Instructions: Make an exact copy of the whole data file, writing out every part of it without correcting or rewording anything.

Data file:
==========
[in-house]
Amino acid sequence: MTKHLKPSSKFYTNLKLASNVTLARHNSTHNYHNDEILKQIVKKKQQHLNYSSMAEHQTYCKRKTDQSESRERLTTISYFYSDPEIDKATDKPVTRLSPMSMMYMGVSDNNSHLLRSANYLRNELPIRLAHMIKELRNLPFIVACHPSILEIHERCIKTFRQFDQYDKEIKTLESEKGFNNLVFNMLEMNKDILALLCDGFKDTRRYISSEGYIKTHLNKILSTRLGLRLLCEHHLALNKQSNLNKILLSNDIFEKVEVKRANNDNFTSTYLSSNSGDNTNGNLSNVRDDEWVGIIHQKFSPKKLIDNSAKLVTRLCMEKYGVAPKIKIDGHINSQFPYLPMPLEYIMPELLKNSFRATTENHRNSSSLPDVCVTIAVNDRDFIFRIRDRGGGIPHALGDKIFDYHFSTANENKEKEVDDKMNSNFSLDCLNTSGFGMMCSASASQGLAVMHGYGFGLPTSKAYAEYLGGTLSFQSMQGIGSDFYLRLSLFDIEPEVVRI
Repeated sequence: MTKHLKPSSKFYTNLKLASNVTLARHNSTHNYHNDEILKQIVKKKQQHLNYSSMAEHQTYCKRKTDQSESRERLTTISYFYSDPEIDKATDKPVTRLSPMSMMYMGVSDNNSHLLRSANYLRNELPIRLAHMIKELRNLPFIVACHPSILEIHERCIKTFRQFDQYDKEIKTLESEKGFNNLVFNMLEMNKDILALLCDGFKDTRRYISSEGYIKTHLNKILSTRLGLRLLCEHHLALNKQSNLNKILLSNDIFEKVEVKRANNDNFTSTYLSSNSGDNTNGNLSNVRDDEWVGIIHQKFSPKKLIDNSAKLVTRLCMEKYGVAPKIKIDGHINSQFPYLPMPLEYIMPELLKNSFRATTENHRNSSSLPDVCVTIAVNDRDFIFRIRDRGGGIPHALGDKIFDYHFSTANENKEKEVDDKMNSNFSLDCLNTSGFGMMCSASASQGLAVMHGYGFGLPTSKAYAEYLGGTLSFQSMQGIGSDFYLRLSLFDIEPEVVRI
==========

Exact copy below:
[in-house]
Amino acid sequence: MTKHLKPSSKFYTNLKLASNVTLARHNSTHNYHNDEILKQIVKKKQQHLNYSSMAEHQTYCKRKTDQSESRERLTTISYFYSDPEIDKATDKPVTRLSPMSMMYMGVSDNNSHLLRSANYLRNELPIRLAHMIKELRNLPFIVACHPSILEIHERCIKTFRQFDQYDKEIKTLESEKGFNNLVFNMLEMNKDILALLCDGFKDTRRYISSEGYIKTHLNKILSTRLGLRLLCEHHLALNKQSNLNKILLSNDIFEKVEVKRANNDNFTSTYLSSNSGDNTNGNLSNVRDDEWVGIIHQKFSPKKLIDNSAKLVTRLCMEKYGVAPKIKIDGHINSQFPYLPMPLEYIMPELLKNSFRATTENHRNSSSLPDVCVTIAVNDRDFIFRIRDRGGGIPHALGDKIFDYHFSTANENKEKEVDDKMNSNFSLDCLNTSGFGMMCSASASQGLAVMHGYGFGLPTSKAYAEYLGGTLSFQSMQGIGSDFYLRLSLFDIEPEVVRI
Repeated sequence: MTKHLKPSSKFYTNLKLASNVTLARHNSTHNYHNDEILKQIVKKKQQHLNYSSMAEHQTYCKRKTDQSESRERLTTISYFYSDPEIDKATDKPVTRLSPMSMMYMGVSDNNSHLLRSANYLRNELPIRLAHMIKELRNLPFIVACHPSILEIHERCIKTFRQFDQYDKEIKTLESEKGFNNLVFNMLEMNKDILALLCDGFKDTRRYISSEGYIKTHLNKILSTRLGLRLLCEHHLALNKQSNLNKILLSNDIFEKVEVKRANNDNFTSTYLSSNSGDNTNGNLSNVRDDEWVGIIHQKFSPKKLIDNSAKLVTRLCMEKYGVAPKIKIDGHINSQFPYLPMPLEYIMPELLKNSFRATTENHRNSSSLPDVCVTIAVNDRDFIFRIRDRGGGIPHALGDKIFDYHFSTANENKEKEVDDKMNSNFSLDCLNTSGFGMMCSASASQGLAVMHGYGFGLPTSKAYAEYLGGTLSFQSMQGIGSDFYLRLSLFDIEPEVVRI